Mexican army troops seized an astounding 15 tons of pure methamphetamine in the western state of Jalisco, the Mexican military announced last Wednesdayt. That's an amount equal to half of all the meth seized worldwide in 2009 and would have supplied some 13 million individual doses worth over $4 billion on the street in the US.
The army called the seizure "historic," and it appears to be the largest meth bust in Mexican history by far. The previous record bust by the army came in June 2010, when soldiers seized 3.4 tons of pure meth in the central state of Queretaro. During that bust, soldiers also seized hundreds of tons of precursor chemicals.
Meth manufacture is a big business for Mexico's drug cartels. The US National Drug Intelligence Center estimates that 80% of the meth in the US comes from Mexico. After a downward blip five years ago, the supply of meth has been on the increase, and so have seizures. On the US-Mexico border, meth seizures jumped 87% between 2007 and 2009, according to the 2011 UN World Drug Report.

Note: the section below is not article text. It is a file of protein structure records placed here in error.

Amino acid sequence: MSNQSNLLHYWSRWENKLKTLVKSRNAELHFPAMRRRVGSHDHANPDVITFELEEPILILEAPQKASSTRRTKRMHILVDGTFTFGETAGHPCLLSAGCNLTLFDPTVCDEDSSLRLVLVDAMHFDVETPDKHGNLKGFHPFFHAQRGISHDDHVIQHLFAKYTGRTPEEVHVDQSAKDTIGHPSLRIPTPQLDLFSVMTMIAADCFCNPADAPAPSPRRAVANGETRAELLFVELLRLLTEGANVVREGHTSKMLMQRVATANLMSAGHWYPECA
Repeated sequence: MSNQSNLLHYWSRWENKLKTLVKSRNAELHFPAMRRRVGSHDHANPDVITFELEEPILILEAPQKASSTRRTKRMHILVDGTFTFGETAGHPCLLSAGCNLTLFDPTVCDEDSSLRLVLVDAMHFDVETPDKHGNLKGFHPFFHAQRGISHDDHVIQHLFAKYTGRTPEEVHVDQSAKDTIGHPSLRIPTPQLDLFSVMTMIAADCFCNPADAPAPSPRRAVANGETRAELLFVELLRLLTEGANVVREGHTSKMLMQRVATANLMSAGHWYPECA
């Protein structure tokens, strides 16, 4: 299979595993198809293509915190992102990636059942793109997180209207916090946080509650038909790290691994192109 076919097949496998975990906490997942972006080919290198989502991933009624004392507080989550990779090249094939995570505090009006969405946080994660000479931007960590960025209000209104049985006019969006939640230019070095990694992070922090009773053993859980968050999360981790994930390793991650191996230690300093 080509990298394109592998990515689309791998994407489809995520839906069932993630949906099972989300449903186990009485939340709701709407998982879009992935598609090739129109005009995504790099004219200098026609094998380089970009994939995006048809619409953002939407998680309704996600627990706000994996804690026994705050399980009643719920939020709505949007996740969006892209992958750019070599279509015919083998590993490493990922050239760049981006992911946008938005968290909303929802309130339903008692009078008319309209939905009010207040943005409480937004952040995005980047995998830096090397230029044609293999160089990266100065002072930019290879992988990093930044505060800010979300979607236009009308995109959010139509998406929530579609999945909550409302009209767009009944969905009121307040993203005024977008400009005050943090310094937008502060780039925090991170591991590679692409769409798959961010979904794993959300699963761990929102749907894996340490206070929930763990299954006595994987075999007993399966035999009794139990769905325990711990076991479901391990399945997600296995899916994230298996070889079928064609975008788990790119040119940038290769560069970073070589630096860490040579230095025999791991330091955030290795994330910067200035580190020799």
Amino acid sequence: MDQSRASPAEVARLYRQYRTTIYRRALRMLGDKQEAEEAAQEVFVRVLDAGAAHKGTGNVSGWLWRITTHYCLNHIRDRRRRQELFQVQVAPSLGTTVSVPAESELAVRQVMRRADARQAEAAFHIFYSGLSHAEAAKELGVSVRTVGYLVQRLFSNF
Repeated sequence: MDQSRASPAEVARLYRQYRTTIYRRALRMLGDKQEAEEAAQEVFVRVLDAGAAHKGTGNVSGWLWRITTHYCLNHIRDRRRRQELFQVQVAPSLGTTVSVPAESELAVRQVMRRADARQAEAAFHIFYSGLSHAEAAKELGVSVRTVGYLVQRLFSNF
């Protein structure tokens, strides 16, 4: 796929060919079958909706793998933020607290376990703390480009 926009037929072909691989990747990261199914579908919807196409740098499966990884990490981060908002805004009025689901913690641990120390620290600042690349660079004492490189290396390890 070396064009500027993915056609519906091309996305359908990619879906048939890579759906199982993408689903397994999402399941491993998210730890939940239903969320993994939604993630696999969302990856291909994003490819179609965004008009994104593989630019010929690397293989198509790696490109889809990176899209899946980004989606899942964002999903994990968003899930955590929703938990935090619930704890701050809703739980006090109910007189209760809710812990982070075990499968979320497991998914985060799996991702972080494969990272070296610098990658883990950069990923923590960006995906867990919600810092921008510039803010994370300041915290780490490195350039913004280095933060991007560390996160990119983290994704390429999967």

Experts interviewed by the Associated Press reeled at the size of the seizure.
"Seizures of this size... could mean one of two things," said Antonio Mazzitelli, the regional representative of the UN Office of Drugs and Crime. "On one hand, it may be a product that hasn't been able to be sold, and like any business, when the market is depressed, stockpiles build up," he said. "Or such large-scale production could suggest an expansion, an attempt by some Mexican groups, the most business-oriented I would say, to move into Latin American and Asian markets."
"I have never seen quantity in that range," said Steve Preisler, an industrial chemist who adopted the nom de plume Uncle Fester to author the book "Secrets of Methamphetamine Manufacture," and who is seen by some as the father of modern meth-making. But, he added: "The amounts of precursors they were importing would produce multi-tons of product."
Guadalajara is Sinaloa cartel territory, and an unnamed "senior US law enforcement official in Mexico" told the AP this week's bust was "probably Sinaloa."
The Mexican army in the area might want to watch its back for the next few days because the cartels are known to seek reprisals. Earlier this week, in fact, cartel gunmen in Coahuila attacked an army patrol hours after soldiers seized eight tons of marijuana, leaving two or three dead.